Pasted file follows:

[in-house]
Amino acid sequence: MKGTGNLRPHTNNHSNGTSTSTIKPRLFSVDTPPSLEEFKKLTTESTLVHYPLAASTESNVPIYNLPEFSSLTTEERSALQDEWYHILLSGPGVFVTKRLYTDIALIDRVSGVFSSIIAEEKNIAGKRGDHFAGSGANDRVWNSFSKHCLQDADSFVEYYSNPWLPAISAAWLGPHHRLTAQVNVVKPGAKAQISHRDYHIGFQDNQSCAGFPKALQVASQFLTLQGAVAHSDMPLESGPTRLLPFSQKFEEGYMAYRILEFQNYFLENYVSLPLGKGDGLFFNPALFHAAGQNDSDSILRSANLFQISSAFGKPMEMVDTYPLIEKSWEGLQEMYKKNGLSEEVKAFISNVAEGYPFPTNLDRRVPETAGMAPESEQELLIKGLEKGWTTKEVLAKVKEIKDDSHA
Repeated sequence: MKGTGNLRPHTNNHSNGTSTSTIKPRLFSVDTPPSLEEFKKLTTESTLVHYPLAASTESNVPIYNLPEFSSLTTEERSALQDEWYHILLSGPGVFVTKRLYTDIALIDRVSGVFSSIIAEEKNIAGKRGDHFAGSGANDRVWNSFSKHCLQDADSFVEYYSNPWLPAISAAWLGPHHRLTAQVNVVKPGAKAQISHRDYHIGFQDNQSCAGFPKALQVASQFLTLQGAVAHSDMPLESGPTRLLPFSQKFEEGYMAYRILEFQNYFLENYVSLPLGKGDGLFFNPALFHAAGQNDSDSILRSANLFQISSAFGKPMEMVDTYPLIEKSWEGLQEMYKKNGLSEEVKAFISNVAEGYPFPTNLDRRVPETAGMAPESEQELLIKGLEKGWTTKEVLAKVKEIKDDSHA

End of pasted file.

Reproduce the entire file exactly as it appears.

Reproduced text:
[in-house]
Amino acid sequence: MKGTGNLRPHTNNHSNGTSTSTIKPRLFSVDTPPSLEEFKKLTTESTLVHYPLAASTESNVPIYNLPEFSSLTTEERSALQDEWYHILLSGPGVFVTKRLYTDIALIDRVSGVFSSIIAEEKNIAGKRGDHFAGSGANDRVWNSFSKHCLQDADSFVEYYSNPWLPAISAAWLGPHHRLTAQVNVVKPGAKAQISHRDYHIGFQDNQSCAGFPKALQVASQFLTLQGAVAHSDMPLESGPTRLLPFSQKFEEGYMAYRILEFQNYFLENYVSLPLGKGDGLFFNPALFHAAGQNDSDSILRSANLFQISSAFGKPMEMVDTYPLIEKSWEGLQEMYKKNGLSEEVKAFISNVAEGYPFPTNLDRRVPETAGMAPESEQELLIKGLEKGWTTKEVLAKVKEIKDDSHA
Repeated sequence: MKGTGNLRPHTNNHSNGTSTSTIKPRLFSVDTPPSLEEFKKLTTESTLVHYPLAASTESNVPIYNLPEFSSLTTEERSALQDEWYHILLSGPGVFVTKRLYTDIALIDRVSGVFSSIIAEEKNIAGKRGDHFAGSGANDRVWNSFSKHCLQDADSFVEYYSNPWLPAISAAWLGPHHRLTAQVNVVKPGAKAQISHRDYHIGFQDNQSCAGFPKALQVASQFLTLQGAVAHSDMPLESGPTRLLPFSQKFEEGYMAYRILEFQNYFLENYVSLPLGKGDGLFFNPALFHAAGQNDSDSILRSANLFQISSAFGKPMEMVDTYPLIEKSWEGLQEMYKKNGLSEEVKAFISNVAEGYPFPTNLDRRVPETAGMAPESEQELLIKGLEKGWTTKEVLAKVKEIKDDSHA